Education Services Provider Gaosi Raises $140 Million
The Beijing-based education services provider Gaosi Education Group raised $140 million in its latest fundraising round, which was led by private equity investor Warburg Pincus.
“The fundraising amount is one of biggest in history for educational firms who provide services for corporate clients in the field of K12 education,” founder and CEO Xu Jicheng said in a statement on Thursday. Gaosi did not reveal its current valuation after the investment. Its last fundraising effort in 2017 put the company’s market value at 4 billion yuan ($596 million).
Founded in 2009, Gaosi started out as an operator of extracurricular education centers for primary and middle-school students. In 2014, it shifted its focus toward providing products and services to other extracurricular centers, especially in smaller cities.
A company spokesperson said Gaosi still operates “around 55” centers in Beijing.
Xu promised in the statement that Gaosi would not compete directly with schools outside its hometown, saying the company “will not open any teaching centers outside Beijing” but will instead develop its role as a service provider.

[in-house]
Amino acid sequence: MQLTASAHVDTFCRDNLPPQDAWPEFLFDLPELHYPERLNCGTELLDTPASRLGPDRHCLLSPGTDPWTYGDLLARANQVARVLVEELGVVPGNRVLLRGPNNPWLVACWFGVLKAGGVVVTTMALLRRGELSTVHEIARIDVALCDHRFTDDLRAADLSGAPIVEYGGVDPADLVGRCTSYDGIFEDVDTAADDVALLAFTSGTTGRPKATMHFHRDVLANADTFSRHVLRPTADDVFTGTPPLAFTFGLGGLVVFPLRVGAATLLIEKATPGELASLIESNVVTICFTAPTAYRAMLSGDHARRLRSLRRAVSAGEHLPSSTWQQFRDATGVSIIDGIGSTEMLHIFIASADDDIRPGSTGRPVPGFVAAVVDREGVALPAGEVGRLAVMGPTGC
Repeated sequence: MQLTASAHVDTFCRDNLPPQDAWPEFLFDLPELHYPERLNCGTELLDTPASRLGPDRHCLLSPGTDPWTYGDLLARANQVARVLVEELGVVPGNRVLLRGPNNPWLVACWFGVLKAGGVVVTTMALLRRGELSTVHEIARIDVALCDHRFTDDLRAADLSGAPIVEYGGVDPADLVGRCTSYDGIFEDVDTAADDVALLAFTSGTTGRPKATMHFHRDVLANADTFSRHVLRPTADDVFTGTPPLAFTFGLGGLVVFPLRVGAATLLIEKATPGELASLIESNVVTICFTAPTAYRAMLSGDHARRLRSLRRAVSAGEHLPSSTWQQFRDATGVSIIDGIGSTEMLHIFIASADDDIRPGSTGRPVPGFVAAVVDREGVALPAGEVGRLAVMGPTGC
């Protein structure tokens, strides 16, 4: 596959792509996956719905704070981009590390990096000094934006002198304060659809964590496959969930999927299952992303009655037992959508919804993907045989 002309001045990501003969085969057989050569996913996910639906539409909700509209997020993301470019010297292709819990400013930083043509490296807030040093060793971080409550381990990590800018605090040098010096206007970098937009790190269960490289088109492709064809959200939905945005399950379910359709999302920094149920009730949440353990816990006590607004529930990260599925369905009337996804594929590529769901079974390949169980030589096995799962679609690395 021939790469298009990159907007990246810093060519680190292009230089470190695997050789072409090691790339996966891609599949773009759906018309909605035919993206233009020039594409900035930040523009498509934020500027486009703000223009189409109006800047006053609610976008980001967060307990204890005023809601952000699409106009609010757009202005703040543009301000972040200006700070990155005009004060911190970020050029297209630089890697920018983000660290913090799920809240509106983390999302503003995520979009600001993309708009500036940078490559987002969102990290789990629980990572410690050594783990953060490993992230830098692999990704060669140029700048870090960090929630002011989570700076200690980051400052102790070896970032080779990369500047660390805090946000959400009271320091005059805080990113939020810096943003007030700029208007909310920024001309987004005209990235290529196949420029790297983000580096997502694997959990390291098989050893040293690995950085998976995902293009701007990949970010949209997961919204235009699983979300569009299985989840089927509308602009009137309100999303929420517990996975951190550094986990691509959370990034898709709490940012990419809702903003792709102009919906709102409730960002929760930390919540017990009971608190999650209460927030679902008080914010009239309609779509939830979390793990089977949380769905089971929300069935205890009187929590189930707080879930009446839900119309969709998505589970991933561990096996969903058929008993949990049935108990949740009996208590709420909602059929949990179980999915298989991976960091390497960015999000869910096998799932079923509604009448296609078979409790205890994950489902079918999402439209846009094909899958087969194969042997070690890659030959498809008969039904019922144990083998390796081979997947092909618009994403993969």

The money raised in the latest round will mostly be spent on product research and development, as well as to cover technological expenses in its “Online Merge Offline” strategy. The company also announced a strategic partnership with Tencent Holdings Ltd.’s cloud computing unit to develop technologies for the education sector.
Prior to the funding announced on Thursday, Gaosi has gone through three rounds of investment worth around $180 million and involving investors including China International Capital Corp. Ltd. and former Google China head Kai-Fu Lee’s Sinovation Ventures.
“K12 extracurricular tutoring in China is a promising field that has the potential to grow into a trillion-yuan market,” said Gordon Ding, managing director at Warburg Pincus who specializes in tech-related investments. The field is one of the investment firm’s long-term focuses, said Ding.
Online education is booming in China. The country is generally seen as fertile ground for both traditional and after-school education services due to parents’ willingness to spend lavishly on their children’s schooling. But the sector is also a sensitive one in China, amid growing calls to ease the burden on children who often get forced to take numerous extracurricular classes by parents anxious to see them succeed.
Many worry that recent signals from Beijing could augur new growing pains for the sector, whose growth has recently accelerated with the popularization of online learning.
Nearly all of the education companies that have listed in New York and Hong Kong over the last two years are now down sharply from their initial public offering prices. The biggest losers include RYB Education and Sunlands, which are all down by 60% or more from their listing prices. Rise Education and OneSmart are doing relatively better, but are still down more than 20% from their New York listings prices in 2017 and 2018, respectively.
Contact reporter Isabelle Li (firstname.lastname@example.org)
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